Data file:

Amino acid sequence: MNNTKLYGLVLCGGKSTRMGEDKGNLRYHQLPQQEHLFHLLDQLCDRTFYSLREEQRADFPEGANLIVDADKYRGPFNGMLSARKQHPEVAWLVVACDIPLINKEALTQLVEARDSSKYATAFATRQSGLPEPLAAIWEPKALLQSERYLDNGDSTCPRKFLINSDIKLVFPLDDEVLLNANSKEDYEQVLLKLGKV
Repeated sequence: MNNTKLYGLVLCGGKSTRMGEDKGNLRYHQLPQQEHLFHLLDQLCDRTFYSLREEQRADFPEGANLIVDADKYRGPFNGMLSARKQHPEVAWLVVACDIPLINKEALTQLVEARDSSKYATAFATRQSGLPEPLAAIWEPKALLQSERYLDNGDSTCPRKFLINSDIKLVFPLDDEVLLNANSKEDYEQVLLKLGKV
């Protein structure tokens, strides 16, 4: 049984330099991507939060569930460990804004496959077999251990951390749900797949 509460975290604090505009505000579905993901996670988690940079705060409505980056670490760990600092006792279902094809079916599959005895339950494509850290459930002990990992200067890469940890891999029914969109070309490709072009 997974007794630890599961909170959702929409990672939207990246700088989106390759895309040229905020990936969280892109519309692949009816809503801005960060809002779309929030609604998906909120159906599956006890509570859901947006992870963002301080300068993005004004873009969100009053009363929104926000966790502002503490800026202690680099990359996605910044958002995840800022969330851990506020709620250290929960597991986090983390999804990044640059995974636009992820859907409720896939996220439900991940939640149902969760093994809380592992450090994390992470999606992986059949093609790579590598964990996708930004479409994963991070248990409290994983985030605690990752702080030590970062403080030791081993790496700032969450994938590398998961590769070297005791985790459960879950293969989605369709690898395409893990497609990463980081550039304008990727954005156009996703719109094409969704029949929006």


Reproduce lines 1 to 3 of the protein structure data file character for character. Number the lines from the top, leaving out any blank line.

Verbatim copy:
Amino acid sequence: MNNTKLYGLVLCGGKSTRMGEDKGNLRYHQLPQQEHLFHLLDQLCDRTFYSLREEQRADFPEGANLIVDADKYRGPFNGMLSARKQHPEVAWLVVACDIPLINKEALTQLVEARDSSKYATAFATRQSGLPEPLAAIWEPKALLQSERYLDNGDSTCPRKFLINSDIKLVFPLDDEVLLNANSKEDYEQVLLKLGKV
Repeated sequence: MNNTKLYGLVLCGGKSTRMGEDKGNLRYHQLPQQEHLFHLLDQLCDRTFYSLREEQRADFPEGANLIVDADKYRGPFNGMLSARKQHPEVAWLVVACDIPLINKEALTQLVEARDSSKYATAFATRQSGLPEPLAAIWEPKALLQSERYLDNGDSTCPRKFLINSDIKLVFPLDDEVLLNANSKEDYEQVLLKLGKV
């Protein structure tokens, strides 16, 4: 049984330099991507939060569930460990804004496959077999251990951390749900797949 509460975290604090505009505000579905993901996670988690940079705060409505980056670490760990600092006792279902094809079916599959005895339950494509850290459930002990990992200067890469940890891999029914969109070309490709072009 997974007794630890599961909170959702929409990672939207990246700088989106390759895309040229905020990936969280892109519309692949009816809503801005960060809002779309929030609604998906909120159906599956006890509570859901947006992870963002301080300068993005004004873009969100009053009363929104926000966790502002503490800026202690680099990359996605910044958002995840800022969330851990506020709620250290929960597991986090983390999804990044640059995974636009992820859907409720896939996220439900991940939640149902969760093994809380592992450090994390992470999606992986059949093609790579590598964990996708930004479409994963991070248990409290994983985030605690990752702080030590970062403080030791081993790496700032969450994938590398998961590769070297005791985790459960879950293969989605369709690898395409893990497609990463980081550039304008990727954005156009996703719109094409969704029949929006």